More Bang For Your Buck: 5 most commonly missed tax deductions

More Bang For Your Buck: 5 most commonly missed tax deductions

RICHMOND, VA (WWBT) - W-2s are starting to arrive and if you're eager to get you refund, you'll want to file sooner than later. But don't rush it -- or you might miss some crucial deductions and tax credits that put money back in your pocket.

Starting with your home, if you made energy efficient home improvements you get a tax credit equal to 10% of what you spent, up to $500. Check to see what qualifies. If you installed any wind or solar, it goes up to 30%. If you moved more than 50 miles for work, you can deduct those moving expenses. Many homeowners refinanced their loan in 2014. The points paid on that loan are also deductible.

College is not cheap and there are ways to write it off. Students can deduct interest on their loans, up to $2,500 a year. The American Opportunity Tax Credit is available for the first four years of education with a maximum of $2,500 each year. The Lifetime Learning Credit helps those taking classes to acquire or improve job skills. There's no limit to how many years you can claim it and it's worth up to $2,000 a year. If parents are helping you pay for school, you can deduct it because it's your debt, not theirs. It's important to note you cannot be claimed as someone's dependent to get any of these credits for education.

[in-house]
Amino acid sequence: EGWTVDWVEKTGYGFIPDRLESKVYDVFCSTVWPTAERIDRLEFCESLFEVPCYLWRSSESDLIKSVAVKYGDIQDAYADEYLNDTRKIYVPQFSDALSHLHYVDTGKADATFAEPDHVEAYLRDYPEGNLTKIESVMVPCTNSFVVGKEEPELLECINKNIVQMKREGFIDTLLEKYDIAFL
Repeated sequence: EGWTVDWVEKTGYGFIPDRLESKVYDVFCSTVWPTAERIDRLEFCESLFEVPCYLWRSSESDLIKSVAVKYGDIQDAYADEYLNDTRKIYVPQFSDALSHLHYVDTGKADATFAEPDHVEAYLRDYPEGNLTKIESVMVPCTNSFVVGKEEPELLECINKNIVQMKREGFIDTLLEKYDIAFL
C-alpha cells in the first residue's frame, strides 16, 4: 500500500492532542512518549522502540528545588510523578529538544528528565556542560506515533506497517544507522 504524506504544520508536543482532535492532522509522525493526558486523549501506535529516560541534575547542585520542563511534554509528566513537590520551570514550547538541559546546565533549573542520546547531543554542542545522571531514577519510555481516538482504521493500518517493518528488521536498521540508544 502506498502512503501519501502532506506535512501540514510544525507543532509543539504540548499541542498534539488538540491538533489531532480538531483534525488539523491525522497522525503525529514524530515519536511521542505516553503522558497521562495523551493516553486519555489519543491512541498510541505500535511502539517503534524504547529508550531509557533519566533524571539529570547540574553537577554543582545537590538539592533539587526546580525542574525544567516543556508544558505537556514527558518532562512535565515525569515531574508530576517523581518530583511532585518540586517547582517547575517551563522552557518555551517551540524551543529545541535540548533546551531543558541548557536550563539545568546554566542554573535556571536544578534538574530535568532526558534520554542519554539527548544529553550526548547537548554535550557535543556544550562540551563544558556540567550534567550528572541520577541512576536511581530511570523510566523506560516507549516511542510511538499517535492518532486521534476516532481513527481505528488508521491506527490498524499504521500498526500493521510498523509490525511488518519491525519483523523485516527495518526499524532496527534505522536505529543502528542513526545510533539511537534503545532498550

If you paid for your kid's summer camp so you could work, deduct it, as long your child is under 13 and it wasn't overnight.

If you earned $52,427 or less, you can claim The Earned Income Tax Credit. Even if you don't need to file a return, you may qualify, but you have to put in the paperwork to get it.

And don't forget your good deeds. Whether you baked cookies for the school, drove meals to the elderly or took a foster animal to the vet, it's all deductible.

The IRS is very clear with what can and can't be claimed.

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